Shellie Zimmerman pleads guilty to perjury, discusses husband George Zimmerman
In an interview with ABC, George Zimmerman’s wife Shellie acknowledged difficulties in her relationship with her husband, who was acquitted in July in the shooting death of Trayvon Martin after a highly public trial.
Shellie Zimmerman pleaded guilty Wednesday to a misdemeanor charge of perjury. During her husband’s bail hearing, she said that the couple had limited funds, although they had already raised $135,000 in donations online for George Zimmerman’s legal expenses. His wife acknowledged misleading the court:
As part of the deal, Shellie Zimmerman wrote a letter of apology to Judge Kenneth Lester, who presided over last year’s bail hearing.
“By lying under oath, I let my God down, I let your Honor and the court down, I let my family and friends down, and, most of all, I let myself down,” Shellie Zimmerman wrote in the letter. . . .
Prosecutor John Guy said he agreed to the deal because Shellie Zimmerman didn’t have a prior criminal record and the misdemeanor plea would allow her to pursue her nursing career.
“The important thing is that she apologized to Judge Lester for what she did,” said Guy, who helped prosecute Zimmerman unsuccessfully. “The proof is not in question in this case. It was only a matter of what should be done as far as the disposition.”
Court records show that in the days before the bond hearing in June 2012, Shellie Zimmerman transferred $74,000 — broken into eight smaller transfers ranging from $7,500 to $9,990 — from her husband’s credit union account to hers. It also shows that $47,000 was transferred from George Zimmerman’s account to his sister’s in the days before the bond hearing. Amounts of over $10,000 would have been reported to the Internal Revenue Service.
Four days after he was released on bond, Shellie Zimmerman transferred more than $85,500 from her account into her husband’s account, records show. They also show that the jail recorded George Zimmerman instructing her on a call to “pay off all the bills,” including an American Express and Sam’s Club card. Associated Press
After the plea, Shellie Zimmerman was sentenced to a year of probation and 100 hours of community service, which she told ABC she intends to serve in a Christian ministry.
In the interview with ABC’s Christi O’Connor, Zimmerman said that she was not at home the night last year that her husband shot and killed Martin in what he would later claim was an act of self-defense. “I was staying at my father’s house,” she said. She and her husband “had gotten into an argument the night before, and I left.”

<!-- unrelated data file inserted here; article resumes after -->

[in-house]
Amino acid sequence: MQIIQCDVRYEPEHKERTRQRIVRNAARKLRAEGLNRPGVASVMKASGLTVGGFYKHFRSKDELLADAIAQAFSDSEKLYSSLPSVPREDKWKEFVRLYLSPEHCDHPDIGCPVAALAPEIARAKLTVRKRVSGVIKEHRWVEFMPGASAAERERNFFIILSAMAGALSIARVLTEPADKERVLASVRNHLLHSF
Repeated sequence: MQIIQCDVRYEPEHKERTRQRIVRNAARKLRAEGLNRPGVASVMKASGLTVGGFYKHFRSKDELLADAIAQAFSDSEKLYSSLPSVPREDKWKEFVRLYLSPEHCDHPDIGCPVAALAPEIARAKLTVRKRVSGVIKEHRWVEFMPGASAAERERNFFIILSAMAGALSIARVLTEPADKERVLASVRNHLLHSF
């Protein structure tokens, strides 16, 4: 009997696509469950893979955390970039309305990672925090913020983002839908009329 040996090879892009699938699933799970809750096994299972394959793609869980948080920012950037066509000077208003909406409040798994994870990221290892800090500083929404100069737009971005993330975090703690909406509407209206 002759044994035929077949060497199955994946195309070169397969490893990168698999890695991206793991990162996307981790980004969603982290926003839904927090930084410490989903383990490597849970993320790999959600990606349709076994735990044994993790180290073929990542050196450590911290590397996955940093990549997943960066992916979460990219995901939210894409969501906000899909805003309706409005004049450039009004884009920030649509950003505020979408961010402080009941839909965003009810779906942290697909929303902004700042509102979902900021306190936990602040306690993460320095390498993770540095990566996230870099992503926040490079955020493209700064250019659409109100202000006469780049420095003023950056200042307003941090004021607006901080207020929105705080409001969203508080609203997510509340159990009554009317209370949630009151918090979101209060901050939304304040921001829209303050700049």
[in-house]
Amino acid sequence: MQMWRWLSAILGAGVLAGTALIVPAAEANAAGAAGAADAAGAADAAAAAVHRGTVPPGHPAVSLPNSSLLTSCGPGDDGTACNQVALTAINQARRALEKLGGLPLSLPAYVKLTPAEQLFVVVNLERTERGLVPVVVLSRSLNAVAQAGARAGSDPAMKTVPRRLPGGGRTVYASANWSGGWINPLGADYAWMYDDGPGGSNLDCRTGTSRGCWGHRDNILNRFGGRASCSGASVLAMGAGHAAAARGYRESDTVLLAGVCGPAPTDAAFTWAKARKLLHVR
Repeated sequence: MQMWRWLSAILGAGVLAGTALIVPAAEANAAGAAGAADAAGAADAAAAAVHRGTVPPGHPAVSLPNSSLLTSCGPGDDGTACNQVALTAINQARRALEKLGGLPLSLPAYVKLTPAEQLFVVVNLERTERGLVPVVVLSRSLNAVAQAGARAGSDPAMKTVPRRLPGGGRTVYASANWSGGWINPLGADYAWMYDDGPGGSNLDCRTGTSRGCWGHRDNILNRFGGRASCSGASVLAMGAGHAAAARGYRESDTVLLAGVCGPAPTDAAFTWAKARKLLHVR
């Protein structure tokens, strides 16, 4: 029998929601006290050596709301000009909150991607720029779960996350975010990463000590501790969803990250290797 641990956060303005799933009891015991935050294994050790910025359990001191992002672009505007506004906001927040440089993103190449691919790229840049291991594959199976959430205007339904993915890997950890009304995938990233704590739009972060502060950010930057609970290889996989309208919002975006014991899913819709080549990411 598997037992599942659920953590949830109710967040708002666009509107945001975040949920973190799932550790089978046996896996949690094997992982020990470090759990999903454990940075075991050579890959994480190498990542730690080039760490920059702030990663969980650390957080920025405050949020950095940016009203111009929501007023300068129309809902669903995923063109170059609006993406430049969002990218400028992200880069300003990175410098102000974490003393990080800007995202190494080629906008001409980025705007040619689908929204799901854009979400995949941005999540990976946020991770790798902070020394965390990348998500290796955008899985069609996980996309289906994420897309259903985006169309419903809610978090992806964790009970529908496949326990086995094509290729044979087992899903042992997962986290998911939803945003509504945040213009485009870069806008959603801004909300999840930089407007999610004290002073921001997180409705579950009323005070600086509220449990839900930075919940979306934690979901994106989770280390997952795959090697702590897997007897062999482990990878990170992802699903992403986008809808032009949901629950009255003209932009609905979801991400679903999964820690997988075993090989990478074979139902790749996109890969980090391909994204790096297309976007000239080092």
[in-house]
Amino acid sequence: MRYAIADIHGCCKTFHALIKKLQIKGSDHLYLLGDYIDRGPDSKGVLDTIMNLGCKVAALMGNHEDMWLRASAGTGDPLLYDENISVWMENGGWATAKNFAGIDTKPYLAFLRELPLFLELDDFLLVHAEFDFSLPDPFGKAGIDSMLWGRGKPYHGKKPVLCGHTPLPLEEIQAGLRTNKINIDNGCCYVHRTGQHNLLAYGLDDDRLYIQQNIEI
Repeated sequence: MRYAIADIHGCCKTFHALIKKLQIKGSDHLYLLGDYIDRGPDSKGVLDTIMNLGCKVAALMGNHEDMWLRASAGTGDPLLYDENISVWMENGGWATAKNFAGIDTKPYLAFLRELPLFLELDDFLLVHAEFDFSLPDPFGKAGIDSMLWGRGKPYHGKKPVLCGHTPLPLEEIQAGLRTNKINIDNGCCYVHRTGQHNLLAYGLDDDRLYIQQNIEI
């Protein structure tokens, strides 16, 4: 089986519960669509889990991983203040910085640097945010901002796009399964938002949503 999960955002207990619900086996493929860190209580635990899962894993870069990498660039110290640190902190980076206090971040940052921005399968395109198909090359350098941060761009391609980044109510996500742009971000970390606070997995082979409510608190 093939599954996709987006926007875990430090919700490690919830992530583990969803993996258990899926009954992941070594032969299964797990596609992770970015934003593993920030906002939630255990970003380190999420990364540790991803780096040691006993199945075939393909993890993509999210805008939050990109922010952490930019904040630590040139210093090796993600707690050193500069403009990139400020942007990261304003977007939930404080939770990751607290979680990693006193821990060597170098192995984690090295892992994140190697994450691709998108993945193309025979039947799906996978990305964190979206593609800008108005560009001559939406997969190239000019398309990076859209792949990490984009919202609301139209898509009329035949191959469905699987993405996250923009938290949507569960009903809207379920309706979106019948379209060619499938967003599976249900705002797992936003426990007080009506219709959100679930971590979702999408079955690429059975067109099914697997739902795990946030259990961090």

Zimmerman also described her fear that she and her husband would be retaliated against for his action. “We have been pretty much gypsies for the last year and a half. We lived in a 20-foot trailer in the woods,” she said, “scared every night that someone was going to find us and that it would be horrific.”
Their circumstances added to the tension in their relationship. “I want to have children, and stay married,” Shellie Zimmerman said. When ABC’s O’Connor asked, “With George?” she replied, “That’s something that I’m going to have to think about.”
Shellie Zimmerman also said that she did not agree with her husband’s recent decision to visit the manufacturer of the weapon he used to shoot Martin. Post opinion writer Jonathan Capehart has also criticized the visit:
Zimmerman used a Kel-Tech 9mm pistol to shoot Martin on Feb. 26, 2012, in Sanford, Fla. So, what did the former neighborhood watch volunteer do this weekend? According to TMZ, he went to the gun manufacturer’s Cocoa, Fla., headquarters to apparently shop for a rifle. Not only that, Zimmerman got a tour of the facility by the owner’s son and posed for at least one smiley-faced picture with an employee.
The visit set off widespread head-scratching and curse-filled questioning. Jonathan Capehart
When asked by O’Connor whether she thought George Zimmerman could have intentionally killed Martin because Martin was black, Shellie Zimmerman said, “That’s just not his way.”
Correction: An earlier version of this article attributed a statement by Shellie Zimmerman in the final paragraph to the wrong person. This version has been corrected.